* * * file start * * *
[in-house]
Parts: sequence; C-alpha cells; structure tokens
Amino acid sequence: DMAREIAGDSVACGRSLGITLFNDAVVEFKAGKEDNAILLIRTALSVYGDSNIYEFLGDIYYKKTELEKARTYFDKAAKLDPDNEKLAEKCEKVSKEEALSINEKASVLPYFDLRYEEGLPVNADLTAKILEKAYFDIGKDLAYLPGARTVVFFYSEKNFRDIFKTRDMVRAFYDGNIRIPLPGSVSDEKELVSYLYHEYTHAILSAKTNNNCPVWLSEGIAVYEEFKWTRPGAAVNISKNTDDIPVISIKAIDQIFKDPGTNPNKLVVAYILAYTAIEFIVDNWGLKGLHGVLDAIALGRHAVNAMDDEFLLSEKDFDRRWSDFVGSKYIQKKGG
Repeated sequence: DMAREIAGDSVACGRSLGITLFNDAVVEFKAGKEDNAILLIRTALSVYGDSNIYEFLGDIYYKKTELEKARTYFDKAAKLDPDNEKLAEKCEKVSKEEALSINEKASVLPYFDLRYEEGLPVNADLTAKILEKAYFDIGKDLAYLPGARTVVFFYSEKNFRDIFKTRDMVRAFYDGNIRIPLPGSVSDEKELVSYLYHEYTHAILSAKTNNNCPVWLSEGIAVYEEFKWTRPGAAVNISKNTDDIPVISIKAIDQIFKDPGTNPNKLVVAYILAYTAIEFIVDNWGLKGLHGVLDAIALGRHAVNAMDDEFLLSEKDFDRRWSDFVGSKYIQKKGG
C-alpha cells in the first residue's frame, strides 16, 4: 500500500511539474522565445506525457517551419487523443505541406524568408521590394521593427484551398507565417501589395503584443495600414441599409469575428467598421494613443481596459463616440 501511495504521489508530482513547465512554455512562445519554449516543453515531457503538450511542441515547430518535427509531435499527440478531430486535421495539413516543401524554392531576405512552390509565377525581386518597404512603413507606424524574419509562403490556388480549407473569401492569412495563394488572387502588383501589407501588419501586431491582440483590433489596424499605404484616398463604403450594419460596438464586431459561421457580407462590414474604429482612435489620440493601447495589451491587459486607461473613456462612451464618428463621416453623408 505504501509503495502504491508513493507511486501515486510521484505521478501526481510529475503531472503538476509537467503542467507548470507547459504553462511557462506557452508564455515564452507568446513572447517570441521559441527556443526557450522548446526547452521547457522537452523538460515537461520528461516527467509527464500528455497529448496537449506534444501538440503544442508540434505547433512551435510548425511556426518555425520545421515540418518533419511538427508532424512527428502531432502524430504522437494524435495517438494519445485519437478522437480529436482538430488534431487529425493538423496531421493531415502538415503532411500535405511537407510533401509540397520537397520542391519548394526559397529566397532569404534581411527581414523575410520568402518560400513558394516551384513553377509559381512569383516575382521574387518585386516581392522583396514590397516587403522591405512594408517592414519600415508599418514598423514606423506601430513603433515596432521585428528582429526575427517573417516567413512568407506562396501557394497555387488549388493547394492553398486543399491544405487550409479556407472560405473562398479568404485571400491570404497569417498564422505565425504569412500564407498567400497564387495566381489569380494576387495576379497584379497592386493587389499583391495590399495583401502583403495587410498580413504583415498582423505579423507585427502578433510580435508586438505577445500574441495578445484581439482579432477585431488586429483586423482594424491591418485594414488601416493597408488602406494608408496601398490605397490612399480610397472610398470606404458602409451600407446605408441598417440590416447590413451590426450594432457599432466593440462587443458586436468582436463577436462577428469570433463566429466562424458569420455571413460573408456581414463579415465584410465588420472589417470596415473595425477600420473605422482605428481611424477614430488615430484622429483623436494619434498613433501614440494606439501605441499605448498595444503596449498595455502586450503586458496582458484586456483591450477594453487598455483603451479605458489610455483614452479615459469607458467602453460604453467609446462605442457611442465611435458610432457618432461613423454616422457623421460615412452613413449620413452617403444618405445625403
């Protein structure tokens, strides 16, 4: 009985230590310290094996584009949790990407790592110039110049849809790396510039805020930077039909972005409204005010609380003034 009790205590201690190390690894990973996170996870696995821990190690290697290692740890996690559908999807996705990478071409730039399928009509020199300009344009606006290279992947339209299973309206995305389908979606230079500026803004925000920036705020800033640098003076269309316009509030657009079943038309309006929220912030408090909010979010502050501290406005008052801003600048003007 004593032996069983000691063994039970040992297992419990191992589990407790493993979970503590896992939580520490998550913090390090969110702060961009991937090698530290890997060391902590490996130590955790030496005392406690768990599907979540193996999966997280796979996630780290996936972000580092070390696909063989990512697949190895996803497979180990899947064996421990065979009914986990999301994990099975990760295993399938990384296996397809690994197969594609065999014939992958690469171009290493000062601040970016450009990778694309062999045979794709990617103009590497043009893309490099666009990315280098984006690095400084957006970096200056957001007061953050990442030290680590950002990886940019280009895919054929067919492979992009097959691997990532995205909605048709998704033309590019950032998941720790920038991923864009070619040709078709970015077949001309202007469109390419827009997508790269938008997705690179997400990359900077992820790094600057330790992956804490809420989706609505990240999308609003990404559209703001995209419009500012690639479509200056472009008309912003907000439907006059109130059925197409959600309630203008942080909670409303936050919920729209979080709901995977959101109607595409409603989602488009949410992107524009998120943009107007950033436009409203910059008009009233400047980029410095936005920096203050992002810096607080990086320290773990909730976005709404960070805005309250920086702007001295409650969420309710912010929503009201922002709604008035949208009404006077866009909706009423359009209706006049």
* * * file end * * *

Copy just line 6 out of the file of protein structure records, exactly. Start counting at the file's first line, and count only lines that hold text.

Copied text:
């Protein structure tokens, strides 16, 4: 009985230590310290094996584009949790990407790592110039110049849809790396510039805020930077039909972005409204005010609380003034 009790205590201690190390690894990973996170996870696995821990190690290697290692740890996690559908999807996705990478071409730039399928009509020199300009344009606006290279992947339209299973309206995305389908979606230079500026803004925000920036705020800033640098003076269309316009509030657009079943038309309006929220912030408090909010979010502050501290406005008052801003600048003007 004593032996069983000691063994039970040992297992419990191992589990407790493993979970503590896992939580520490998550913090390090969110702060961009991937090698530290890997060391902590490996130590955790030496005392406690768990599907979540193996999966997280796979996630780290996936972000580092070390696909063989990512697949190895996803497979180990899947064996421990065979009914986990999301994990099975990760295993399938990384296996397809690994197969594609065999014939992958690469171009290493000062601040970016450009990778694309062999045979794709990617103009590497043009893309490099666009990315280098984006690095400084957006970096200056957001007061953050990442030290680590950002990886940019280009895919054929067919492979992009097959691997990532995205909605048709998704033309590019950032998941720790920038991923864009070619040709078709970015077949001309202007469109390419827009997508790269938008997705690179997400990359900077992820790094600057330790992956804490809420989706609505990240999308609003990404559209703001995209419009500012690639479509200056472009008309912003907000439907006059109130059925197409959600309630203008942080909670409303936050919920729209979080709901995977959101109607595409409603989602488009949410992107524009998120943009107007950033436009409203910059008009009233400047980029410095936005920096203050992002810096607080990086320290773990909730976005709404960070805005309250920086702007001295409650969420309710912010929503009201922002709604008035949208009404006077866009909706009423359009209706006049």